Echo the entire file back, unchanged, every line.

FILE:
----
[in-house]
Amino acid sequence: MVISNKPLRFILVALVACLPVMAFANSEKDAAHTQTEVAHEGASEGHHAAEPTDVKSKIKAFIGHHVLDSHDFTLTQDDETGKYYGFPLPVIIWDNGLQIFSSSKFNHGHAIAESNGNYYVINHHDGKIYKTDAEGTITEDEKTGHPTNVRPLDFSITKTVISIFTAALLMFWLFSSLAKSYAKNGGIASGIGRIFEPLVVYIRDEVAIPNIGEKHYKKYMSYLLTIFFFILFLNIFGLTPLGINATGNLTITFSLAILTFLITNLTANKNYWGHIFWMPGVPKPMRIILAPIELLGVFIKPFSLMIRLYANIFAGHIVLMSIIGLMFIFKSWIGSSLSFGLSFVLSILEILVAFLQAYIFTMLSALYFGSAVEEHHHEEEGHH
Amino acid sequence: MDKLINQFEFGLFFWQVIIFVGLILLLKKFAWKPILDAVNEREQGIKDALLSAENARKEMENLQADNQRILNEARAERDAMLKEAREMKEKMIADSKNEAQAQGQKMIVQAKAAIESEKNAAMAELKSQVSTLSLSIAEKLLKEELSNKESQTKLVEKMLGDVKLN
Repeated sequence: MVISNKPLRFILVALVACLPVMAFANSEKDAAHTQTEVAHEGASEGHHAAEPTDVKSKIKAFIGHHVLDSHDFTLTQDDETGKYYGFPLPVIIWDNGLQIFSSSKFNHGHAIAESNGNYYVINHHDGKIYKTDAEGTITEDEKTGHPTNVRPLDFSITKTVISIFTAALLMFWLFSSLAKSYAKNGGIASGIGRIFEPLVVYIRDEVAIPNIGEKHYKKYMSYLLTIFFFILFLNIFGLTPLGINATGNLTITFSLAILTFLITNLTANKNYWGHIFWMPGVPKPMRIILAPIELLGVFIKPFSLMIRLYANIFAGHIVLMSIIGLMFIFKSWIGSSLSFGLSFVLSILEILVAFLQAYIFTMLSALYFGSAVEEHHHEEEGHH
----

[in-house]
Amino acid sequence: MVISNKPLRFILVALVACLPVMAFANSEKDAAHTQTEVAHEGASEGHHAAEPTDVKSKIKAFIGHHVLDSHDFTLTQDDETGKYYGFPLPVIIWDNGLQIFSSSKFNHGHAIAESNGNYYVINHHDGKIYKTDAEGTITEDEKTGHPTNVRPLDFSITKTVISIFTAALLMFWLFSSLAKSYAKNGGIASGIGRIFEPLVVYIRDEVAIPNIGEKHYKKYMSYLLTIFFFILFLNIFGLTPLGINATGNLTITFSLAILTFLITNLTANKNYWGHIFWMPGVPKPMRIILAPIELLGVFIKPFSLMIRLYANIFAGHIVLMSIIGLMFIFKSWIGSSLSFGLSFVLSILEILVAFLQAYIFTMLSALYFGSAVEEHHHEEEGHH
Amino acid sequence: MDKLINQFEFGLFFWQVIIFVGLILLLKKFAWKPILDAVNEREQGIKDALLSAENARKEMENLQADNQRILNEARAERDAMLKEAREMKEKMIADSKNEAQAQGQKMIVQAKAAIESEKNAAMAELKSQVSTLSLSIAEKLLKEELSNKESQTKLVEKMLGDVKLN
Repeated sequence: MVISNKPLRFILVALVACLPVMAFANSEKDAAHTQTEVAHEGASEGHHAAEPTDVKSKIKAFIGHHVLDSHDFTLTQDDETGKYYGFPLPVIIWDNGLQIFSSSKFNHGHAIAESNGNYYVINHHDGKIYKTDAEGTITEDEKTGHPTNVRPLDFSITKTVISIFTAALLMFWLFSSLAKSYAKNGGIASGIGRIFEPLVVYIRDEVAIPNIGEKHYKKYMSYLLTIFFFILFLNIFGLTPLGINATGNLTITFSLAILTFLITNLTANKNYWGHIFWMPGVPKPMRIILAPIELLGVFIKPFSLMIRLYANIFAGHIVLMSIIGLMFIFKSWIGSSLSFGLSFVLSILEILVAFLQAYIFTMLSALYFGSAVEEHHHEEEGHH